. It takes at least two arguments. The first is the fitted model object and the second is a vector of hypothesis tests. Below we specify we want to test if “age = 0” and “age:sexm = 0”

```
library(car)
linearHypothesis(mod, c("age = 0", "age:sexm = 0"))
```

## Linear hypothesis test ## ## Hypothesis: ## age = 0 ## age:sexm = 0 ## ## Model 1: restricted model ## Model 2: y ~ age * sex ## ## Res.Df RSS Df Sum of Sq F Pr(>F) ## 1 398 55494 ## 2 396 29704 2 25790 171.91 < 2.2e-16 *** ## --- ## Signif. codes: 0 '***' 0.001 '**' 0.01 '*' 0.05 '.' 0.1 ' ' 1

The result is once again conclusive. The p-value is virtually 0. It does indeed appear that age is associated with `y`

.

Likewise, to test if `sex`

is associated with `y`

, we need to test if both the `sex`

and `age:sexm`

coefficents are equal to 0.

```
linearHypothesis(mod, c("sexm = 0", "age:sexm = 0"))
```

## Linear hypothesis test ## ## Hypothesis: ## sexm = 0 ## age:sexm = 0 ## ## Model 1: restricted model ## Model 2: y ~ age * sex ## ## Res.Df RSS Df Sum of Sq F Pr(>F) ## 1 398 119354 ## 2 396 29704 2 89651 597.6 < 2.2e-16 *** ## --- ## Signif. codes: 0 '***' 0.001 '**' 0.01 '*' 0.05 '.' 0.1 ' ' 1

As expected this test confirms that `sex`

is associated with `y`

, just as we specified when we simulated the data.

Now that we have established that `age`

is associated with `y`

, and that the association differs for each `sex`

, what exactly is that association for each sex? In other words what are the slopes of the lines in our plot above?

We can sort of answer that with the model coefficients.

```
round(coef(mod),3)
```

## (Intercept) age sexm age:sexm ## 0.273 0.798 2.071 -0.727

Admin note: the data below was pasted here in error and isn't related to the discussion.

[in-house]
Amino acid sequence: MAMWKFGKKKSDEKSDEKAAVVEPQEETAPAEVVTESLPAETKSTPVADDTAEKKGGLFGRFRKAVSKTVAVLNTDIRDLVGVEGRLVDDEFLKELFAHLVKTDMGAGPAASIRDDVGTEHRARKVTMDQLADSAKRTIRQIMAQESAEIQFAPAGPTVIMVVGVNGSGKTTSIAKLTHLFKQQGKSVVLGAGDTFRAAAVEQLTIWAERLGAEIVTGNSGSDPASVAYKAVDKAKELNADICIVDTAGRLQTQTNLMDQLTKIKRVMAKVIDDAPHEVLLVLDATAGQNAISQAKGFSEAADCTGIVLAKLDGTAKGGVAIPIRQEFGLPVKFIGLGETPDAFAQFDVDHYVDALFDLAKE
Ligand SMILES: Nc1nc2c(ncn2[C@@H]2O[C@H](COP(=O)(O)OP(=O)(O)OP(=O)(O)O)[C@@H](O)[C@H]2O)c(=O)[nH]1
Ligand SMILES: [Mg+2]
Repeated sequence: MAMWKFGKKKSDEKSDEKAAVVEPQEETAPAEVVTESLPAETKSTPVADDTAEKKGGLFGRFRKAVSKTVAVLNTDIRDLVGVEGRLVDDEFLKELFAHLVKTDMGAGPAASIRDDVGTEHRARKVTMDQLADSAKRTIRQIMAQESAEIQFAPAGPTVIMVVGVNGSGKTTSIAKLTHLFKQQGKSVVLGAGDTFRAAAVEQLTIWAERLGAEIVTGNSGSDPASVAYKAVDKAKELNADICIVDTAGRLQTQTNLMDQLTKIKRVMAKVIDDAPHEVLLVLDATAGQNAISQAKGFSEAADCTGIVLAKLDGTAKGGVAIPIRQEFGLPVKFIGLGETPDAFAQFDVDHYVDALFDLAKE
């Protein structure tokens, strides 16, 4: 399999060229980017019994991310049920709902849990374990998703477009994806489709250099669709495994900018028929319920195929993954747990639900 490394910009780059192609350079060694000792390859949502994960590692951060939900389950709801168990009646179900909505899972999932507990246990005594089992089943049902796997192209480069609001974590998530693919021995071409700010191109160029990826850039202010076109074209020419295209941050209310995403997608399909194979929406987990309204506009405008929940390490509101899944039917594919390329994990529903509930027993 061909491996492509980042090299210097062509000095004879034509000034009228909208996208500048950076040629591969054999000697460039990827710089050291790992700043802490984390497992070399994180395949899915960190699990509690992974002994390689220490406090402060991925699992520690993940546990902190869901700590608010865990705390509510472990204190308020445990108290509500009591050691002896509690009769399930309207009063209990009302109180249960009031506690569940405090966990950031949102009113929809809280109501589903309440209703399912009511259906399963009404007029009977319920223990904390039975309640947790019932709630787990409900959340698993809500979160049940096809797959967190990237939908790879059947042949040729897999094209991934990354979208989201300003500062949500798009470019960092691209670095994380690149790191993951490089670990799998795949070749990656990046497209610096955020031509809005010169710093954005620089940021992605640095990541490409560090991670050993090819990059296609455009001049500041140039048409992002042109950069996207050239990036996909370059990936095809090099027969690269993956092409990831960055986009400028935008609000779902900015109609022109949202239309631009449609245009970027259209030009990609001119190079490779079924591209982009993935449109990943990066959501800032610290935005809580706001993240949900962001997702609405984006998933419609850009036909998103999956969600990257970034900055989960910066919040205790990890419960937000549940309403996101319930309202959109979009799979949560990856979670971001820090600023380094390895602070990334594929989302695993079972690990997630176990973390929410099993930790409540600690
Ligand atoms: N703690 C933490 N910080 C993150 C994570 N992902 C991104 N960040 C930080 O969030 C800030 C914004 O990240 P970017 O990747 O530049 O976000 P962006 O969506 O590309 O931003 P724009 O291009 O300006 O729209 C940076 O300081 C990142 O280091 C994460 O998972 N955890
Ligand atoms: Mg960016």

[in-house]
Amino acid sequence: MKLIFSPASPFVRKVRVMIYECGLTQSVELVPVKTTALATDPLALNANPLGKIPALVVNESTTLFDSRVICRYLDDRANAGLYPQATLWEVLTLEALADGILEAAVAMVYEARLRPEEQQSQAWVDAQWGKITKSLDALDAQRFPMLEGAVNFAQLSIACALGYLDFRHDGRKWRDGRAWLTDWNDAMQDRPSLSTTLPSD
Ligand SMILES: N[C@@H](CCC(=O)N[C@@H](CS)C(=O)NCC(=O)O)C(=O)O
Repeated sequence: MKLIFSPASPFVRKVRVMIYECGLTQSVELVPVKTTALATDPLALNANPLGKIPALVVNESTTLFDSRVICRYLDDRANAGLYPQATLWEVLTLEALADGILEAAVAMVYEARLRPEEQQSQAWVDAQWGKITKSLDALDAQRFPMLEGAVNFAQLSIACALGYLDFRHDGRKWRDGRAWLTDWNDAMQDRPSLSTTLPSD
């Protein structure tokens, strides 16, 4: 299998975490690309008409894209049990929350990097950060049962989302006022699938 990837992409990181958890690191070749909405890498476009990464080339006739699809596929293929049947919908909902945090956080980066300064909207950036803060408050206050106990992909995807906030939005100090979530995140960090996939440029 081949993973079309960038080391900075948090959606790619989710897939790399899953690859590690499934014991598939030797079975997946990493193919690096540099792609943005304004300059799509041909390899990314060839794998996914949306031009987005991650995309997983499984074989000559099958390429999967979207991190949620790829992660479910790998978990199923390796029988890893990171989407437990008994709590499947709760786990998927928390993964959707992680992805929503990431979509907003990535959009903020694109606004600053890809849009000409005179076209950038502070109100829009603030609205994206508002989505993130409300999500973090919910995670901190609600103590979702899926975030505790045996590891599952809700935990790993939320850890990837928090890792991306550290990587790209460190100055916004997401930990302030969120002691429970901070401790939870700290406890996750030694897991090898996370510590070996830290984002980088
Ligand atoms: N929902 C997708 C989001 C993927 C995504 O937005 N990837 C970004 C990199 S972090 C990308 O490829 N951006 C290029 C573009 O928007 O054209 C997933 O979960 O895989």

That corresponds to the following model:

\[y = 0.273 + 0.799 age + 2.071 sex – 0.727 age \times sex\]

When `sex`

is female, the fitted model is

\[y = 0.273 + 0.799 age \]

This says the slope of the `age`

is about 0.8 when `sex`

is female.

When `sex`

is male, the fitted model is

\[y = (0.273 + 2.071) + (0.797 – 0.727) age \]

\[y = 2.344 + 0.07 age \]

This says the slope of the `age`

is about 0.07 when `sex`

is male.

How certain are we about these estimates? That’s what standard error is for. For the age slope estimate for females the standard error is provided in the model output for the `age`

coefficient. It shows about 0.04. Adding and subtracting 2 \(\times\) 0.04 to the coefficient gives us a rough 95% confidence interval. Or we could just use the `confint`

function:

```
confint(mod, parm = "age")
```

## 2.5 % 97.5 % ## age 0.7129564 0.8826672

The standard error of the age slope estimate for males takes a little more work. Another `car`

function useful for this is the `deltaMethod`

function. It takes at least three arguments: the model object, the quantity expressed as a character phrase that we wish to estimate a standard error for, and the names of the parameters. The function then calculates the standard error using the *delta method*. Here’s one way to do it for our model

```
deltaMethod(mod, "b1 + b3", parameterNames = paste0("b", 0:3))
```

## Estimate SE 2.5 % 97.5 % ## b1 + b3 0.07079277 0.04808754 -0.02345709 0.1650426

The standard error is similar in magnitude, but since our estimate is so small the resulting confidence interval overlaps 0. This tells us the effect of age on males is too small for our data to determine if the effect is positive or negative.

Another way to get the estimated age slopes for each sex, along with standard errors and confidence intervals, is to use the `margins`

package. We use the `margins`

function with our model object and specify that we want to estimate the marginal effect of `age`

at each level of `sex`

. (“marginal effect of `age`

” is another way of saying the effect of age at each level of `sex`

)

```
library(margins)
margins(mod, variables = "age", at = list(sex = c("f", "m")))
```

## Average marginal effects at specified values

## lm(formula = y ~ age * sex, data = dat)

## at(sex) age ## f 0.79781 ## m 0.07079

This does the formula work we did above. It plugs in `sex`

and returns the estmimated slope coefficient for `age`

. If we wrap the call in `summary`

we get the standard errors and confidence intervals.

```
summary(margins(mod, variables = "age", at = list(sex = c("f", "m"))))
```

## factor sex AME SE z p lower upper ## age 1.0000 0.7978 0.0432 18.4841 0.0000 0.7132 0.8824 ## age 2.0000 0.0708 0.0481 1.4722 0.1410 -0.0235 0.1650